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12/05/2006: We Need an Arc Angel to Tell Us Where the Story's Going
Hi! I got a great letter today from Lisa in Indiana, who is new to the notion of writing television specs, and who is asking all the right questions. This made me realize that it's been a very long time since I've covered the basics of this strange little enterprise.
1. First off, Lisa, yes, it's true that spec scripts are not usually submitted to the show they represent. In other words, you don't generally use a spec "The Office" to get hired at The Office. This is because it's simply too hard to execute a show so perfectly that your mistakes will go unnoticed by someone on the inside. It's like trying to do an impersonation of someone to their face. But, as a beginning writer, your scripts are unlikely to get to a show runner anytime soon anyway, but will instead be submitted to contests and to programs like the ABC Writing Fellowship. So write the show you love best.
2. Your instinct is right, not to use a spec to change the status quo of the show. Don't get the romantically-sparring couple together, for example. You want your episode to look like a typical episode of the show, only better, because you will have more time to work with it than the staff writers do. Think a lot about what the show's actual writers are going to do next.
3. A "shooting script" will work fine as an example script to teach you formatting. The only difference is that you shouldn't number your scenes, nor should you include a cast or set list. (And if the script you're looking at has asterisks in the margin, or pages printed in different colors, those are used to indicate changes made during different drafts. Don't worry about them.) There are lots of books out there, too, that will help you learn proper script format. Final Draft, which is the screenwriting program most commonly used by real shows, also does a good job of helping you pour your story into the proper format. But keep trying to get all the example scripts you can. Some shows publish their scripts in book form -- Buffy and The Sopranos both did this, and you can learn a lot from reading them.
4. And finally, Lisa asks the question that just keeps coming around, more and more. How do you spec a show with on-going arcs? You know, when I started writing this blog, I was convinced this didn't have to be a problem. I used an out-of-date Roseanne spec for years when I was getting established -- my spec had Darlene graduating high school for years after she was out. So I advocated simply picking a moment in time and not worrying when the arc continued past your show.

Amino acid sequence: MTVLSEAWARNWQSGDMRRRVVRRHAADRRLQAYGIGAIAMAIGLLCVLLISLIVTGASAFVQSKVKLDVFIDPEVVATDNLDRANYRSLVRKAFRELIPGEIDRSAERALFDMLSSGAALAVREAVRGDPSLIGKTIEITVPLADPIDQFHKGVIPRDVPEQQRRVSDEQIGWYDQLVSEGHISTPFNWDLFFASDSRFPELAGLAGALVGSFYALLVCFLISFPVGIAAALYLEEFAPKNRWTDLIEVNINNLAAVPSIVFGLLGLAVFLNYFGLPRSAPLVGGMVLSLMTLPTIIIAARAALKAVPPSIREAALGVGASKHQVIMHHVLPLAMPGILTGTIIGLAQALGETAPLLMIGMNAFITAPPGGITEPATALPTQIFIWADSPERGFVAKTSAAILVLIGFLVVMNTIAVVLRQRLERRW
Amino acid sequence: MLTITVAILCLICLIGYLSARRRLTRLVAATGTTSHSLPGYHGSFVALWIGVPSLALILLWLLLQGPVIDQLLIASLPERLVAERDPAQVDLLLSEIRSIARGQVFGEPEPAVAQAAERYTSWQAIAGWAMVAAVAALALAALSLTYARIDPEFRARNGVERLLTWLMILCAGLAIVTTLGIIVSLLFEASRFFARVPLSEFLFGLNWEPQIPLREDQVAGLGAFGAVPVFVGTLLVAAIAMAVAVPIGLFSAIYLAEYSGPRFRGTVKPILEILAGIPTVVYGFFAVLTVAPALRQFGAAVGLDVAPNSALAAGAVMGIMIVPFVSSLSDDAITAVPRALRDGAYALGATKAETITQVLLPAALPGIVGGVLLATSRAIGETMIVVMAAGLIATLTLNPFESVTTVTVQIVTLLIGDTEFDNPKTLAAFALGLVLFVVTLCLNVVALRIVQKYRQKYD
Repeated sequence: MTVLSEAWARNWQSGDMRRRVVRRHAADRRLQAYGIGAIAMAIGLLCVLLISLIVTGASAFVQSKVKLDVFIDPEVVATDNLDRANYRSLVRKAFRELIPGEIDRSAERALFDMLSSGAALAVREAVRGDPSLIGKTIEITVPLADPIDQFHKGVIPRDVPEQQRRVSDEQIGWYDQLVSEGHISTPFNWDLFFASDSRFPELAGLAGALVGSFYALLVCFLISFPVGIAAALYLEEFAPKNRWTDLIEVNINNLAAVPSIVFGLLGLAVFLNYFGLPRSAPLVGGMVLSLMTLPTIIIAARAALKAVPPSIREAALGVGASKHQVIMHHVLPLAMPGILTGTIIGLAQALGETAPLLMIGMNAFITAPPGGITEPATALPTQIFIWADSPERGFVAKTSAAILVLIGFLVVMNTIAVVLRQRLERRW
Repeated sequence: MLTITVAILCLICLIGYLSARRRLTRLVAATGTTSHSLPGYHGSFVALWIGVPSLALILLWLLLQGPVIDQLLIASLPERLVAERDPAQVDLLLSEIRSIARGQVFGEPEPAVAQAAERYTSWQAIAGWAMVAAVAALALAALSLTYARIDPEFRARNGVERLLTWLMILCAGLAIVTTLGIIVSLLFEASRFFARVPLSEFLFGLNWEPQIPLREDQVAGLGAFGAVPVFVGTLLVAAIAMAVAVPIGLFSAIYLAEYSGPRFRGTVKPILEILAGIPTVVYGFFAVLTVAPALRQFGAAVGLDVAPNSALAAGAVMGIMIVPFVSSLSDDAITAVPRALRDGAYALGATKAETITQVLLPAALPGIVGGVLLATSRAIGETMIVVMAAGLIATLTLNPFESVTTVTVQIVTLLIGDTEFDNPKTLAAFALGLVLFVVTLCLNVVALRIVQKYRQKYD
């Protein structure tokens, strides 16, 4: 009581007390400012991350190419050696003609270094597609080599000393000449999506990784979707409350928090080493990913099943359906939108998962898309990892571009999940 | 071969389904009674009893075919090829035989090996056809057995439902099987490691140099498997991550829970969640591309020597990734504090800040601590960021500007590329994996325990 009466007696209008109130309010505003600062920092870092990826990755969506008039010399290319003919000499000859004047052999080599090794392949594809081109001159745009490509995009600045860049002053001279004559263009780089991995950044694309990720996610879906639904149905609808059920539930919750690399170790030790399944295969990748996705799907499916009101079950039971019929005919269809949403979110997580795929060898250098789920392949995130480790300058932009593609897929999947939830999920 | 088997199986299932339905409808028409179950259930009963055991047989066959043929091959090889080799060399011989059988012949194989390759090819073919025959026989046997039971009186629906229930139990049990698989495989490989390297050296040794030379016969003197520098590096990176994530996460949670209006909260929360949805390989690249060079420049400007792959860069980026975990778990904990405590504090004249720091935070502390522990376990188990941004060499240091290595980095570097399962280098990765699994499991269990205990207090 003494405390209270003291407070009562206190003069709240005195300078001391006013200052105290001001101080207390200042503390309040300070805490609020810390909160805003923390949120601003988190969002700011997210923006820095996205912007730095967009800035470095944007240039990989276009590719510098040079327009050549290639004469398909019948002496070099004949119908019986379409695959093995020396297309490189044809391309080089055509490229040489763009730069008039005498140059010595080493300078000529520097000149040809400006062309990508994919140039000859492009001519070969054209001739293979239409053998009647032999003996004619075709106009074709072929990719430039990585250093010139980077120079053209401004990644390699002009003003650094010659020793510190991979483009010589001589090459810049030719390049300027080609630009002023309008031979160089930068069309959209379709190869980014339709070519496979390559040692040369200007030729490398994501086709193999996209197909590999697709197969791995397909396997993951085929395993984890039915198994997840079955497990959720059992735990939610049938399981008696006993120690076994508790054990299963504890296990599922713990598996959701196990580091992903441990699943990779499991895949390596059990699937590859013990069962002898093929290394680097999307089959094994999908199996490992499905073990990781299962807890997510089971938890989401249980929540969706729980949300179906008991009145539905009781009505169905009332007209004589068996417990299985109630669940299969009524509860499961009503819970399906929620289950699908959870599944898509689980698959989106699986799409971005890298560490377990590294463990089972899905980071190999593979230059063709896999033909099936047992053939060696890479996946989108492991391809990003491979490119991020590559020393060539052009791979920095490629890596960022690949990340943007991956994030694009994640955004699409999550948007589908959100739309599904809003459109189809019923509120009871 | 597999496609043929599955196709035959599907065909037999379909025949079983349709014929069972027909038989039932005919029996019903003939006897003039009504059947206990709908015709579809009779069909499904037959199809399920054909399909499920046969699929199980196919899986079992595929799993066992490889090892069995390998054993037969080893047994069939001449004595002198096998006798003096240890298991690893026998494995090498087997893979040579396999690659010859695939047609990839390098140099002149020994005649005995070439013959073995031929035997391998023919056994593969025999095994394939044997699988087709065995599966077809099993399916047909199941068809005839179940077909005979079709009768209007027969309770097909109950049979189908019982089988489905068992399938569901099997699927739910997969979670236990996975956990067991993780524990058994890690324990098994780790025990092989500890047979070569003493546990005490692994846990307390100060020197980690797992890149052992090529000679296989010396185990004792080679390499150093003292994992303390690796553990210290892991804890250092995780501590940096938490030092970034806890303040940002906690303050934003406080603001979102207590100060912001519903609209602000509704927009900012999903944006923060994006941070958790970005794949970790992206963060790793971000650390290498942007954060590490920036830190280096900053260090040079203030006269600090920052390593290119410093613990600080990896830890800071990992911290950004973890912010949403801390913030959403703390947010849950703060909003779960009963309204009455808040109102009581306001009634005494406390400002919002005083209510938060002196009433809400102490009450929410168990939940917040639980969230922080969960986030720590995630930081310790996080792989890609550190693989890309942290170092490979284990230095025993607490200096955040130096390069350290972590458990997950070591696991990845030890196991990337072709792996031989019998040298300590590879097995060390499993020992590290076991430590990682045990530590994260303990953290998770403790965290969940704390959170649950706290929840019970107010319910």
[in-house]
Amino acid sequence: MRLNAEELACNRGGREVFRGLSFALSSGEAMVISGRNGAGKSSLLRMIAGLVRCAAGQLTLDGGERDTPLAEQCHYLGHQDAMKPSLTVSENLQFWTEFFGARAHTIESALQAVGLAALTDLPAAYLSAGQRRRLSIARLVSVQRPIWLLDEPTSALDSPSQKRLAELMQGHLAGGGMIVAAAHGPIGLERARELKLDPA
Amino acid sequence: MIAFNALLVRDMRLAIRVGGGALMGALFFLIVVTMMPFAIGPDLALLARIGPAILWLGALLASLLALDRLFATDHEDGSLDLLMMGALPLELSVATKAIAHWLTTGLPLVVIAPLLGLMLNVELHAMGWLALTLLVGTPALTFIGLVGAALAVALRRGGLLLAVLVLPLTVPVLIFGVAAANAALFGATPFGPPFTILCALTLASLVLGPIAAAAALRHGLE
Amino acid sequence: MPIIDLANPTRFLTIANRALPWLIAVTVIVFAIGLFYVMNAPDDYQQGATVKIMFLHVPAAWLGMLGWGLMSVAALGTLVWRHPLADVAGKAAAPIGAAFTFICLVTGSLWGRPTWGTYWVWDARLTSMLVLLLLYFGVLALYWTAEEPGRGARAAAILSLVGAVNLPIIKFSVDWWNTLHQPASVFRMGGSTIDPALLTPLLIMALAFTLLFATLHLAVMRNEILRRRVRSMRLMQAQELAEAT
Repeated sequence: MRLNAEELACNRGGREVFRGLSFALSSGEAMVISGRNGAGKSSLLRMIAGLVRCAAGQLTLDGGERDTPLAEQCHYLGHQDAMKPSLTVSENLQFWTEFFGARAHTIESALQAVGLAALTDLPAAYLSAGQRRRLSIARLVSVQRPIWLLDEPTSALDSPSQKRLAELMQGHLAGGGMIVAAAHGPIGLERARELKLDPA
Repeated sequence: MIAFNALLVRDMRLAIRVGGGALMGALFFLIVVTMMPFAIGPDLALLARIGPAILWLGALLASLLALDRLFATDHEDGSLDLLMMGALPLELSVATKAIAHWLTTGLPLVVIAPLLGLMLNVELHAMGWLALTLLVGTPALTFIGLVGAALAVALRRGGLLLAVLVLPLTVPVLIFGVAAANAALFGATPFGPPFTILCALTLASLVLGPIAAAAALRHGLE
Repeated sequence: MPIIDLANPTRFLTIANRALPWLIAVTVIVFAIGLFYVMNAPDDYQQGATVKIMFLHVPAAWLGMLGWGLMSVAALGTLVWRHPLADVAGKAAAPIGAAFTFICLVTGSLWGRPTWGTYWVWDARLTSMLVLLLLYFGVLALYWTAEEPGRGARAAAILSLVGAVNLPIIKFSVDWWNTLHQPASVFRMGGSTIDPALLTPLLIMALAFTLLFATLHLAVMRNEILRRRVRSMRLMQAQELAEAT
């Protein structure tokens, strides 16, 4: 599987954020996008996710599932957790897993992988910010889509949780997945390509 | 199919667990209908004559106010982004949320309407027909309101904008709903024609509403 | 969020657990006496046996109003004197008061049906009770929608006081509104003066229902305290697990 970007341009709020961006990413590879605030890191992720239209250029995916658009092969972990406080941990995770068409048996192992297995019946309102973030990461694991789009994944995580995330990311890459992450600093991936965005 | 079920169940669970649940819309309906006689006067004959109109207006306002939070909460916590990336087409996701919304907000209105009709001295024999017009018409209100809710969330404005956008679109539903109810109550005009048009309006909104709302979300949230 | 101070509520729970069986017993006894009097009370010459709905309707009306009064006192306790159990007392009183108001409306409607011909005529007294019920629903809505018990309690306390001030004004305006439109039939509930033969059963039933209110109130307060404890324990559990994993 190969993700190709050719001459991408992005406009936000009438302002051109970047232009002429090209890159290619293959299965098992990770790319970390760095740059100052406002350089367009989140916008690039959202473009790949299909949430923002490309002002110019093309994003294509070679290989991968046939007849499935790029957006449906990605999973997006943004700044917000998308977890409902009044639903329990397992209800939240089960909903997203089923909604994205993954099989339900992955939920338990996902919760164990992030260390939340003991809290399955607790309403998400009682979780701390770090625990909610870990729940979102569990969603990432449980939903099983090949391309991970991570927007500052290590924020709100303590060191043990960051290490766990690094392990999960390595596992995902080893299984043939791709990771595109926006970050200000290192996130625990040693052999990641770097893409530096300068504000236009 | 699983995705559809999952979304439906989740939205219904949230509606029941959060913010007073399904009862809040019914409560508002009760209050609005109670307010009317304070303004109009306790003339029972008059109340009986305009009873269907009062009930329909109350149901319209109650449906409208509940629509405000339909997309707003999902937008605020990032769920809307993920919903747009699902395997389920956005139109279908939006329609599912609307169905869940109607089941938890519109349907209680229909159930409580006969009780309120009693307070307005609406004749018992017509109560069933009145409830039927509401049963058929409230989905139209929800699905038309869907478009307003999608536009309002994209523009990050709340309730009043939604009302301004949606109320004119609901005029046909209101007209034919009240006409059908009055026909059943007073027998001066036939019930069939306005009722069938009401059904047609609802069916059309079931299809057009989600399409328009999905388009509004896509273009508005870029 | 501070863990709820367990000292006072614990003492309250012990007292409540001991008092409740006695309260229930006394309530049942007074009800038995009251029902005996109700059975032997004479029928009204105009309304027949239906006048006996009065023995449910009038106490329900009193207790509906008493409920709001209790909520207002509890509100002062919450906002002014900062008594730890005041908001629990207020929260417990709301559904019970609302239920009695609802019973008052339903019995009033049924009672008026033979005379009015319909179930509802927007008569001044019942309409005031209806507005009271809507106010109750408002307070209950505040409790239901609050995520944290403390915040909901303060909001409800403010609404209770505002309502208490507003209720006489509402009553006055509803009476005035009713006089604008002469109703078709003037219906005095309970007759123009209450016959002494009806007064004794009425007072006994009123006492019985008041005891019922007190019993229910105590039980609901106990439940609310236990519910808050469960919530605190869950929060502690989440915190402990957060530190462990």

However, Roseanne was very different than, say, Heroes or Lost or 24 or even Grey's Anatomy. Shows with fast-moving arcs that affect the heart of the relationships you're trying to capture can be very hard to spec. Some agents even discourage the attempt, as they're worried that the script will start very quickly to look old. And I guess I now have to grudgingly accept that that is true. Certainly readers of scripts can't expect you to be psychic. But they also are going to prefer reading something that feels fresh and new.
I've heard various solutions to the problem. For example, I met someone who was writing a spec 24 -- by writing the first hour of a new adventure. I think that's brilliant. And although there is plenty of arc-driven stuff in House or Desperate Housewives, a story could certainly be chosen that starts and finishes off some stand-alone crisis. As for The Office, my instinct would be to ignore all the office re-org stuff, and settle everyone back into the relationships they had last season until and unless a new steady-state emerges.
But if a show persists in feeling unspecable, and you're throwing out everything you wrote every week when the newest ep airs? Then it just might not be the right show to spec.
Okay, Lisa! Those are the basics! Start writing!
Lunch: a BLT from The Daily Grill. So much bacon! Are they trying to kill me? Kill me with love?